Windows Server 2003 (WS2003) is one of the most widely used server platforms in Microsoft’s history, with 27.8 million licenses sold worldwide between 2003 and 2013, and a conservative estimate of nearly 8 million licenses still in active use. When Microsoft ends support for this popular operating system on July 14, 2015, the stakes for enterprises are higher than when support ended for Windows XP last April.
According to Microsoft’s Support Policy FAQ, end of extended support for WS2003 means patches, hot fixes, or other support will no longer be available. For an estimated seven-digit figure investment, Microsoft will offer custom support agreements for organizations in the process of active migration (preferably to its Azure cloud). However, the extension is limited and does not include commitment to make fixes or provide other support. Furthermore, the cost of custom support is set to double in the second year, making it a viable option for only a very limited number of organizations.
What’s The Risk?
Consensus from US-CERT, IDC, Gartner and other industry analysts is that there are four significant risks businesses need to assess if they choose to run WS2003 without Microsoft’s support. These are noted in US-Cert Alert TA14-310A:
- Cybersecurity Attacks – “Computer systems running unsupported software are exposed to an elevated risk to cybersecurity dangers, such as malicious attacks or electronic data loss.” In other words, systems running business-critical applications could be compromised and subject to data theft, unauthorized transactions, and may be used to host attacks launched against other systems in the environment.
- Migration Difficulties – “Users may also encounter problems with software and hardware compatibility since new software applications and hardware devices may not be built for Windows Server 2003.” Also, applications and other software running WS2003 are not guaranteed to run correctly in the future. As applications are updated, they may be affected by defects in WS2003 that will no longer be corrected, making some features function incorrectly or not at all.
- Regulatory Non-Compliance – “Organizations that are governed by regulatory obligations may find they are no longer able to satisfy compliance requirements while running Windows Server 2003.”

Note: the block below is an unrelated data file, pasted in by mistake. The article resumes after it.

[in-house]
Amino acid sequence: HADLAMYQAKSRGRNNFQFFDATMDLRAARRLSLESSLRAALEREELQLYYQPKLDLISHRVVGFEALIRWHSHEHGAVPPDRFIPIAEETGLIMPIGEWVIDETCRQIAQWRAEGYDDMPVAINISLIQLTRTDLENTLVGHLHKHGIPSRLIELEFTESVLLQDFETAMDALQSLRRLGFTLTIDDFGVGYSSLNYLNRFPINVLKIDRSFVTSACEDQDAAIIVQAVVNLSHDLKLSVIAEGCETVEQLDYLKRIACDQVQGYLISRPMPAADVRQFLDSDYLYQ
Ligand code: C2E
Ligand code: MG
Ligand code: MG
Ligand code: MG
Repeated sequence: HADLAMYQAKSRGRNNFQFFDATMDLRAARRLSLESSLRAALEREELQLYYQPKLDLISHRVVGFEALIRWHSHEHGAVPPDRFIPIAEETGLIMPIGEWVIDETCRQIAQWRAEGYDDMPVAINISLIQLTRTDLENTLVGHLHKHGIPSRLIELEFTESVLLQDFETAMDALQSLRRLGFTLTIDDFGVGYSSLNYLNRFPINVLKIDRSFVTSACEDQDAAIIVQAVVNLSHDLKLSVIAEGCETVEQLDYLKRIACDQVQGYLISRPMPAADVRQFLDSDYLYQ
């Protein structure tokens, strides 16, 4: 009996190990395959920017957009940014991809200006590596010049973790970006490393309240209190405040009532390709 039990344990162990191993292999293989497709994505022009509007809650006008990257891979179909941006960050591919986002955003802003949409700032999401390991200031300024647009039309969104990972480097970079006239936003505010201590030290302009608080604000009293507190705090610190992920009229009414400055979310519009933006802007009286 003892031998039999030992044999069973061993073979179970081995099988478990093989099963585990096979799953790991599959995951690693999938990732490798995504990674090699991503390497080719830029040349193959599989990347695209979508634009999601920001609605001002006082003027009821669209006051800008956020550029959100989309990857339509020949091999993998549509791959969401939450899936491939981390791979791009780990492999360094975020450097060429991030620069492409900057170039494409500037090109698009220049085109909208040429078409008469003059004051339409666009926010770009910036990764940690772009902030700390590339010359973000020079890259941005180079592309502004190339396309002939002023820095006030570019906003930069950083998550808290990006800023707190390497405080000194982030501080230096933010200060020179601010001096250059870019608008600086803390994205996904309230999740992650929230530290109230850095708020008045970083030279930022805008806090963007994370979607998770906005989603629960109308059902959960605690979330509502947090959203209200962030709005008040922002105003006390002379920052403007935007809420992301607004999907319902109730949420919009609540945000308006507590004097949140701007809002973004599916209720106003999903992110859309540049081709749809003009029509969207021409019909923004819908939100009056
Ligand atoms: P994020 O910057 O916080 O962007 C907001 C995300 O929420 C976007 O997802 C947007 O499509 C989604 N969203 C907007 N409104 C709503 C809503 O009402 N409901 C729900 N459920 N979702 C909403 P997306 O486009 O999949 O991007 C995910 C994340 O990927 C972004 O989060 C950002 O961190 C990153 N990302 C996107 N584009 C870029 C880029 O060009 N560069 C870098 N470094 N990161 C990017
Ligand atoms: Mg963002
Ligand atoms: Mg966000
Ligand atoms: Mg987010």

- Business Leadership Unaware of Risks – Although this risk is not specifically cited in US-CERT’s alert, IT teams and leadership, as well as the C-suite and boards of directors, may not be fully aware of the risks to the business. Underestimating the increased attack surface of WS2003 devices can cause disclosure problems if a breach occurs after end of extended support date, particularly if these risks are not well-documented and mitigated.
Document the Decision With Your Executive Leadership
An AppZero survey estimates that 22 percent (1.76 million) of WS2003 systems will not be migrated by July. There are many reasons for this, including complexity of legacy applications, lack of internal skills, costs of upgrading applications from a 16-bit architecture, cost of new hardware to take advantage of Windows Server 2012 capabilities, etc.
If your organization is unable to upgrade or migrate its WS2003 systems, IT teams specifically should document this decision and get explicit IT leadership and senior executive acknowledgement that this is the agreed on course of action. This discussion should include a complete outline of the risks, impacts and limits of this decision in a format that can be understood by your business leaders.
If you haven’t already done so, this is something to address immediately. This document will serve many purposes, not the least of which is to assure the proper risk posture disclosures have been made internally.
There are many factors that may contribute to the decision to run without Microsoft custom support post July 14, 2015. Increasingly, the senior executive teams, as well as some boards of directors, are being held responsible for the organization’s state of IT security and compliance within businesses – whether publicly or privately held.
Therefore, the many systems still running WS2003 after the end-of-life deadline could introduce serious cybersecurity, compliance and business risks. Business leadership should understand and acknowledge these decisions, as well as the inherent risks, impacts and limits of this approach.
An upcoming post in this three-part series will feature a checklist of practical tips to secure and harden your WS2003 systems.
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